Facebook (FB) stock has continued its growth trend well into March, hitting new highs just above $140 during Friday (March 17) morning trading. At the time of writing, one share of FB was worth $139.95, up 0.08 percent from Friday’s close, and had an estimated market cap of over $403 billion.
Since the beginning of 2017, FB has grown over 21 percent, with analysts’ median forecast suggesting 15.9 percent growth in the next 12 months. This would seem to indicate that investors are largely optimistic concerning Facebook’s ability to continue to grow its revenue and user base engagement, albeit less explosively than in years past.
To be certain, the past few weeks have seen Facebook continue to roll out new features and use cases to keep their numbers up across the board.
Along with new features from messenger chatbots, Facebook rolled out a dedicated 360 video application and built out new community tools that look to aid in suicide prevention. Additionally, the social media giant is testing a feature that allows users to continue watching videos from their feed at a later time as well as move to break into the travel sector by offering City Guides.
One major addition sees Facebook taking inspiration from Snapchat’s playbook. The company recently launched a “Days” feature on the Facebook Messenger app. In a nutshell, Days allows users to share personal, customizable video and photo diaries with a select group of contacts. The posts will disappear after 24 hours.
Facebook looks to one-up Snapchat by leveraging features already present in Messenger to fill out the feature. Users can add third-party media to their Day posts such as GIFs and personalize their content with drawings, text captions, stickers and filters.
These Messenger features should add enough to the experience to hold back copycat cries from Snapchat die-hards while giving its users enough to play around with to keep them interested.
Days is a clear play to draw more of its users into, well … daily sessions. The goal here is to maintain the double-digit growth Facebook has seen in that segment in the past year. While this was accomplished via a heavy video and news media push, Days could work to supplement daily user numbers moving forward.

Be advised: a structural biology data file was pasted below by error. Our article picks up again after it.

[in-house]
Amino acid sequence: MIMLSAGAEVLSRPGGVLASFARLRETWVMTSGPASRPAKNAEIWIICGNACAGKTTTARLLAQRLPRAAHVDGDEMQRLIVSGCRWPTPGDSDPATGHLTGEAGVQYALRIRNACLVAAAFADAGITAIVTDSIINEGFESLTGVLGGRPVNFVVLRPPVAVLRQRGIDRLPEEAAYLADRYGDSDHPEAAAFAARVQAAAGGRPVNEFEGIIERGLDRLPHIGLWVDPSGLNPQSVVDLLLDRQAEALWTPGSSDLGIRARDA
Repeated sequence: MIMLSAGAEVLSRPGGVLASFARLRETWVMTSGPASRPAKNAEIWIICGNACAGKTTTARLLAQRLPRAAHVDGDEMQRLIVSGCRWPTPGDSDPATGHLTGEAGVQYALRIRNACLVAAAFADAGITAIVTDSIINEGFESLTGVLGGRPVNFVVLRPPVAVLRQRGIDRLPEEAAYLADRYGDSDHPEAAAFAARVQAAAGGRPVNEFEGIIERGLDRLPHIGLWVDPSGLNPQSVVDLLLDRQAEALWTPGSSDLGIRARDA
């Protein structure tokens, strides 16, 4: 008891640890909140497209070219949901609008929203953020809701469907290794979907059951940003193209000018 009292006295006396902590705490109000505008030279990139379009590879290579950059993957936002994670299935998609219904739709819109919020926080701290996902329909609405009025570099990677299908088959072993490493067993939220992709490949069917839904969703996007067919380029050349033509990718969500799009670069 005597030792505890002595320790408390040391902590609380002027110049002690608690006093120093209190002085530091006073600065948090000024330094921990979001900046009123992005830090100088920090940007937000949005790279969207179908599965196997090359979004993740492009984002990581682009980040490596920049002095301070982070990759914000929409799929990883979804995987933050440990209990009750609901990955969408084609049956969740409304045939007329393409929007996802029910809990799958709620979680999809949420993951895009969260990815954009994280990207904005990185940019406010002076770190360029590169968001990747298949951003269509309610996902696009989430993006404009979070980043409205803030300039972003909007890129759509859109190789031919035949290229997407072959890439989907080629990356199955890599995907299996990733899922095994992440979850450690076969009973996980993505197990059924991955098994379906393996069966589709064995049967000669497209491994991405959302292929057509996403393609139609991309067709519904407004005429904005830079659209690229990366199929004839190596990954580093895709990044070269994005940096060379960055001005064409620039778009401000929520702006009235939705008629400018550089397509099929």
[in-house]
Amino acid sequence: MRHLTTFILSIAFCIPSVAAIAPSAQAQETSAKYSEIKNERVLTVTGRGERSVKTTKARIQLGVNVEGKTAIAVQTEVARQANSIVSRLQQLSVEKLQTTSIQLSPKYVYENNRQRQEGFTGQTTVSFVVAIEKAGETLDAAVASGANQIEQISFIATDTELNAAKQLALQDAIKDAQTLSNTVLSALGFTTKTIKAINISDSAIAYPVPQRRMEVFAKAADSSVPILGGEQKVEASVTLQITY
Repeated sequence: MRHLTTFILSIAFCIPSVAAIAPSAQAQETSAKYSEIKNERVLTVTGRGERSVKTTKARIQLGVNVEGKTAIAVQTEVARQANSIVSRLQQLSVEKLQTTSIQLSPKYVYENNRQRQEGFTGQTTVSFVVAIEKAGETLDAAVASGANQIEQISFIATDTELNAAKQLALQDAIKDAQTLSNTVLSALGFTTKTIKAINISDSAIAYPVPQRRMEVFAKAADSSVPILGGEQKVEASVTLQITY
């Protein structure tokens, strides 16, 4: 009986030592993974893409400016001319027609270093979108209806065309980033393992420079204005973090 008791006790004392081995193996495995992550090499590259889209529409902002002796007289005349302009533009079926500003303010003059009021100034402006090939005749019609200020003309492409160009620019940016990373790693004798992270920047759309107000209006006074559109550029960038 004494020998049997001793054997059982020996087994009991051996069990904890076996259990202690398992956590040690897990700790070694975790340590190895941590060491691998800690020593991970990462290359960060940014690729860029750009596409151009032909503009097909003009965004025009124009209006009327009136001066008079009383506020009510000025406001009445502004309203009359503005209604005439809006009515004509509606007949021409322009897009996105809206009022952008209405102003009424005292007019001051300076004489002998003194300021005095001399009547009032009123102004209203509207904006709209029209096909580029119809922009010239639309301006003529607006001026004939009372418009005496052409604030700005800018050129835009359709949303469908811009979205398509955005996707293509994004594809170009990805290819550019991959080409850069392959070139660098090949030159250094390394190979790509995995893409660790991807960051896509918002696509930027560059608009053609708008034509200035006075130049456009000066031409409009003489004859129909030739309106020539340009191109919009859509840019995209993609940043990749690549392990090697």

Though there’s no advertising or business presence on Days as of now, Facebook is open to including advertisements in the future.
Riding the coattails of Messenger Days came the news that Facebook Stories, a similar 24-hour posting feature for the main Facebook mobile app, had become available to users in Chile, Greece and Vietnam.
Facebook Stories had only had a test presence in Ireland since January before this latest expansion. There is no word as of yet as to when the feature will be made available to U.S. and other users. But when it happens, it will mark the third such “story” endeavor Facebook has launched to combat Snapchat. The first, of course, was Instagram Stories, which has seen some success to date. Instagram Stories sees some 150 million daily users — about equal to Snapchat.
Facebook’s Q1 2017 results, set to be announced on April 26, will share a more comprehensive picture of if and how all of these additions, especially the Story and Days plays, have worked in Facebook’s favor. One thing is for sure — success or failure certainly won’t be for lack of trying.
It may seem like Facebook is taking a kitchen sink approach to growing use cases. But many of these moves are designed to bring users in from other sites and services. The “story wars” take on Snapchat at its very core; videos and news take on YouTube and other media outlets; City Guides takes a stab at the likes of TripAdvisor.
All of these work to centralize users’ daily internet activities onto one central social hub. And where user numbers grow, so do the opportunities for monetization.
Still, the community element isn’t being entirely left out for the sake of revenue growth. Facebook walks the line between feeding the needs of a major corporate entity and fulfilling the responsibilities of a global community organization. The company looks to value both, as evidenced by CEO Mark Zuckerberg’s manifesto from last month.
But it’s not just talk. The recent suicide prevention community tools, the push to boost Facebook’s role in disaster response and, most recently, a new “Town Hall” feature that enables users to find and connect with their local, state and federal representatives show that Facebook is also looking to boost civic engagement and community outreach along with user engagement numbers.